On my Sunday-morning walk with the girls (come to think of it, the next time Julia asks, “Why don’t we go to church on Sundays?” (as she did on Sunday), I’m going to reply, “Because it would interfere with our walks”), Vivi and Julia reenacted this little routine at a certain corner two blocks from home: I crouch down, clasp hands with one of them, and then lift as that kid climbs up me – her feet on my shins, knees, waist (if I’m lucky), stomach, chest, shoulders (and if you’re Vivi, my face). (The other kid stands nearby, shouting, “Me next! Me next!”)
It’s fun, one of those things that strike me as quintessentially dad-ly, and they’re both still diminutive enough that I can actually do it. But as I helped Julia scale my torso for the third or fourth time, I looked down at her legs and realized with a start that they were kid legs, not baby legs – gangly, not chubby; lightly tanned, not pink; lean, not thick; long, not stubby. I missed this transformation, which is all the more shameful because she has worn only skirts and dresses – no shorts or pants – since May. Before long, she’ll be as tall as me and hopefully using those legs to run ten miles or swim 1,000 meters or bike a century – or patrol the stacks at the library or help her sister through the first day of seventh grade.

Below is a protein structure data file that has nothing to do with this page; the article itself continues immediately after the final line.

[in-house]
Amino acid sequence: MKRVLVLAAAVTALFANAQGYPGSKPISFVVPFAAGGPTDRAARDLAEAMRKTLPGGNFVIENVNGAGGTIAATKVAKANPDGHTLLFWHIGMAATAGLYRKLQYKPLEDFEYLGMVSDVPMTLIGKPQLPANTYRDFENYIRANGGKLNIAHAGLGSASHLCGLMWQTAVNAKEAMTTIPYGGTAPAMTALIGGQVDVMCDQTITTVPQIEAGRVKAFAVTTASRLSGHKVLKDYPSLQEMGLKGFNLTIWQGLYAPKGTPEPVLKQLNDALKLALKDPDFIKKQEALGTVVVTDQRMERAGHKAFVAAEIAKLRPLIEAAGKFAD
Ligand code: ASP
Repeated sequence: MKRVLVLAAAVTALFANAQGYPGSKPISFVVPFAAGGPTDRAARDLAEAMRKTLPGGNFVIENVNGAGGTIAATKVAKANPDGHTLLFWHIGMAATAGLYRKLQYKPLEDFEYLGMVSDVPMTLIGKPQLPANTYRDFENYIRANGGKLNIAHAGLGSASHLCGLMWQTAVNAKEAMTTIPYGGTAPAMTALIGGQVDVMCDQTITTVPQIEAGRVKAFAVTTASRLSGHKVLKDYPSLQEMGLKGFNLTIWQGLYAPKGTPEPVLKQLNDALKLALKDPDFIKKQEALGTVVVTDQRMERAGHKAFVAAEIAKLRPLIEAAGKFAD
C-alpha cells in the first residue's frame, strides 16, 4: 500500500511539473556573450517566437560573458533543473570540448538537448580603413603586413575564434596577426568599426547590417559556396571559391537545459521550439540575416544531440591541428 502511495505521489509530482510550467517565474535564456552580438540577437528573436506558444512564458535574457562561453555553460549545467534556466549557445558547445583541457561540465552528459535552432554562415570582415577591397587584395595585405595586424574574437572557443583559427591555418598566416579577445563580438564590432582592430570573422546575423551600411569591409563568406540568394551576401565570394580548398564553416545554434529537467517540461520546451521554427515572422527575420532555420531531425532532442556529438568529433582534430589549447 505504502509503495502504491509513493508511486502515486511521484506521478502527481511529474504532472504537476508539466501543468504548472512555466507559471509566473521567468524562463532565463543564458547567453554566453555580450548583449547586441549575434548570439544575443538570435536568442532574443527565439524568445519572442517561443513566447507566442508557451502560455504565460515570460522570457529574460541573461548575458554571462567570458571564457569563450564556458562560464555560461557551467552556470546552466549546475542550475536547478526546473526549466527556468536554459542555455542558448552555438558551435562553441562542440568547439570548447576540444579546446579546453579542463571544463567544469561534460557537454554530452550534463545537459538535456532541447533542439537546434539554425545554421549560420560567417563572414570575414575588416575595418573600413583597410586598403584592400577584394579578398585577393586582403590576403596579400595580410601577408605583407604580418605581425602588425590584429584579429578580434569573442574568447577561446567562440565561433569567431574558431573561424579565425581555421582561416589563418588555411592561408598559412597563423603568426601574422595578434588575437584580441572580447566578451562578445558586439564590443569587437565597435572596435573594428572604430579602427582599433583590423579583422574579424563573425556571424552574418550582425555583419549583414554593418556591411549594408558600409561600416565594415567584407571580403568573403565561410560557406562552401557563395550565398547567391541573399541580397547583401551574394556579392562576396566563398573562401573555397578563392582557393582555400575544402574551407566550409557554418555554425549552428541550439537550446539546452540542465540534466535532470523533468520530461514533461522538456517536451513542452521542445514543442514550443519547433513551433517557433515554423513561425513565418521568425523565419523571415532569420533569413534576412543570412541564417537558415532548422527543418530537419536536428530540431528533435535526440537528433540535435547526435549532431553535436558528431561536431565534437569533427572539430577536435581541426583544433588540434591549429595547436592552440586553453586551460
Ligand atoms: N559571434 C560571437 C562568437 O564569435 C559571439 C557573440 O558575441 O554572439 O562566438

The only way today could have been a more perfect summer day is if it had involved ice cream, and I’m about to take care of that omission. I think I spent about eight hours of quality time with the girls today, including a long walk this morning and an hour at the playground this afternoon. Everyone – even me! – was in a good mood, and both girls were in excellent form: being silly, trying new things, helping each other out, refusing to fuss… Here they are, attired in their finest, during the morning walk. I don’t recall, but I’ll bet Julia is telling me that she’s Mary and that Vivi is Jesus. With these killer outfits, who could argue?
As promised the other day, I found a couple Playmobil nativity scene sets on eBay last week. They arrived earlier this week, and Julia’s been playing with them ever since. After setting everything up and playing with them for a while each evening – including a full recitation of the YouTube video, right down to the sound effects and the background music – she asks me move to the entire sacred diorama to a safe haven at the edge of the dining table, where (she thinks) Vivi can’t get at it. Tonight, all this play also entailed creating a backdrop for the stable: brown hills, green trees, a night-blue sky, and of course the Star of Bethlehem. (Click through for notes on Flickr.)
As I hurriedly made this backdrop and Julia excitedly played with the various figures this evening, I couldn’t help but laugh at the irony. I’ve spent almost exactly half my life – since taking Cal Roetzel’s “Intro to the New Testament” class at Macalester in 1992 – rejecting Christianity with more or less vehemence, and this is what it’s got me: a little girl who can recite big chunks of the Nativity story and a fun evening fabricating a diorama for her Bible toys.